Importers are expected to pay an import tax on virtually every item they import, but few know how much they owe until their shipments arrive in the US.
Many importers are overcharged by US Customs at the border because they did not purchase a copy of the US Harmonized Tariff Schedule and properly classify their imports.
Import taxes are based on the type of item you are importing and where it’s coming from.
How do I know how much I will owe for my imports?
Import taxes for every item imaginable can be determined using the United States Harmonized Tariff Schedule (HTSUS, USHTS, or HTS for short).
This exceptionally large book breaks down into categories virtually every product and commodity imported into the United States. Each line item contains a ten digit classification number, a product description, and a duty rate. Find your item and apply its rate to calculate what you will owe.
Do I have to classify my item?
Every item that comes into the US must be classified with the Harmonized Tariff Schedule. If you don’t classify your item, US Customs will charge you a fee to do it for you.
Before you let Customs classify your product, remember that import tariffs are the second largest source of revenue next to the IRS.
What are Import Taxes?
Import tax (also known as an import duty or import tariff) is collected by US Customs on every import that comes into the US.
Import taxes are a source of income for the US Government and are a way to restrict or facilitate the import of certain commodities.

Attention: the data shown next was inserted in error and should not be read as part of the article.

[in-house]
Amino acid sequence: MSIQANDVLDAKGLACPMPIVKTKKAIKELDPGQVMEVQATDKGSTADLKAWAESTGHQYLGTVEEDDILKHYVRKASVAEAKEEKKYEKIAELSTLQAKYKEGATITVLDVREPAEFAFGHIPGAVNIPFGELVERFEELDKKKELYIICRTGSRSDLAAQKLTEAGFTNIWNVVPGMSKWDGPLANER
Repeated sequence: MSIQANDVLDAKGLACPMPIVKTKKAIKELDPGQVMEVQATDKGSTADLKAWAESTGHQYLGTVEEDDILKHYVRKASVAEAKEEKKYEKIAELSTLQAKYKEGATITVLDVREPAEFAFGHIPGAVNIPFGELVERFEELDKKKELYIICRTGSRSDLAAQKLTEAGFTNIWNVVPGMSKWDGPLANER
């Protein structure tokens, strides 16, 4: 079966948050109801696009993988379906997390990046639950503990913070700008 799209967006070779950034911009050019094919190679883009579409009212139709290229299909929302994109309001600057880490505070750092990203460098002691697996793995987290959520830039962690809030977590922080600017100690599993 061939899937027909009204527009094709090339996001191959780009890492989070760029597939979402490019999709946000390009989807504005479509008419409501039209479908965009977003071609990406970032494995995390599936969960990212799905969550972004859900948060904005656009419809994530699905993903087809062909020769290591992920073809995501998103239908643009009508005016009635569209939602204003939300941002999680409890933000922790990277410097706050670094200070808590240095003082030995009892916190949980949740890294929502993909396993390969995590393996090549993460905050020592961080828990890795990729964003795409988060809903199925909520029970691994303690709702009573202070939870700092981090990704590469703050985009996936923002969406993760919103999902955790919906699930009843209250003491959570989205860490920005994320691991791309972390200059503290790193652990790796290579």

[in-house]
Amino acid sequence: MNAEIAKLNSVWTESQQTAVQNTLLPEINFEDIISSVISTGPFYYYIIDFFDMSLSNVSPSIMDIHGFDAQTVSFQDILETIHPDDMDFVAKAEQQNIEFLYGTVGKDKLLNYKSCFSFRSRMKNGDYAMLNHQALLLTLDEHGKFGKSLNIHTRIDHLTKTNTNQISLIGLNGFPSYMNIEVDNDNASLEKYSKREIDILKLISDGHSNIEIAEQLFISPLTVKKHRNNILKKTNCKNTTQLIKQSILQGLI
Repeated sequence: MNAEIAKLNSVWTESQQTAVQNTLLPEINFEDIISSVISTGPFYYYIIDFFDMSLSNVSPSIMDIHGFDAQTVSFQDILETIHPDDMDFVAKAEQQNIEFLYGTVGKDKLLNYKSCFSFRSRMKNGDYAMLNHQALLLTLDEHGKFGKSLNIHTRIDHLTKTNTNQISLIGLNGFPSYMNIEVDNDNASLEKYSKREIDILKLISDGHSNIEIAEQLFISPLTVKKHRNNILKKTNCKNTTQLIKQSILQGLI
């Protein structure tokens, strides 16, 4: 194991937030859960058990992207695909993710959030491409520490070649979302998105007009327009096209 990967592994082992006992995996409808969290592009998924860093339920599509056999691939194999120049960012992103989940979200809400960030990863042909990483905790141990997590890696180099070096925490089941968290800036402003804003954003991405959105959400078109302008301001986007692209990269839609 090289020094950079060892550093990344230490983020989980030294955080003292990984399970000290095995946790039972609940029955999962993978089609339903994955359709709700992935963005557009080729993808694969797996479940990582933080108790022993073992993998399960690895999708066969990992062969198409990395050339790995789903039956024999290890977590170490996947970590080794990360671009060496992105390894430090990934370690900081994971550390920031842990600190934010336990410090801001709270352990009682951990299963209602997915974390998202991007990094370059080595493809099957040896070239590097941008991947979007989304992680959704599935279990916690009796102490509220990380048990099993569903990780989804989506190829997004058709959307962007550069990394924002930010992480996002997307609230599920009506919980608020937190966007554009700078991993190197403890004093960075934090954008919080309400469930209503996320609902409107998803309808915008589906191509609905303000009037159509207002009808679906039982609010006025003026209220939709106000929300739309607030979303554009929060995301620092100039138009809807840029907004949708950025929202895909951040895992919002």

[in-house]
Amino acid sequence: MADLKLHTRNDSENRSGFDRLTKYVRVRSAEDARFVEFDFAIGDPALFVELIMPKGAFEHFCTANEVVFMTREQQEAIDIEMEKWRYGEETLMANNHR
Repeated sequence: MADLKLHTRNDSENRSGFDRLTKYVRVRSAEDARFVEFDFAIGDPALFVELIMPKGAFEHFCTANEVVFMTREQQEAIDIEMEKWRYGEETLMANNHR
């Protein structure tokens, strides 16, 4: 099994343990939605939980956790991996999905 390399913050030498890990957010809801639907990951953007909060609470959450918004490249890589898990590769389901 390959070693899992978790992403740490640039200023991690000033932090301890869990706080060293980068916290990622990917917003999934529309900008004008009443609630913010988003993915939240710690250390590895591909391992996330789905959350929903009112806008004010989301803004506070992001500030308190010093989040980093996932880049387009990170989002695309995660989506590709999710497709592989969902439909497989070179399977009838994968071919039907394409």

There are three primary purposes behind the USHTS:
1. The US Harmonized Tariff Schedule is used to assess import duties and taxes on imports. The US Customs Service is the second largest source of revenue for the US Government, second only to the Internal Revenue Service.
2. The HTS is used to track import and export statistics for the US Department of Census. Each month hundreds of billions of dollars in goods and services are imported and exported from the United States. The Tariff Schedule is designed so that the Federal Government can effectively track the import and export of individual product groups into and out of the United States.
3. Lastly, the USHTS is a tool to enforce the United States political agenda. By raising and lowering duty rates and import restrictions from specific countries or around the world, the United States can exercise a certain amount of economic influence.
You can use the Tariff Schedule to calculate duties and taxes on imports. All imported products must be classified with the HTS before they will be allowed into the United States.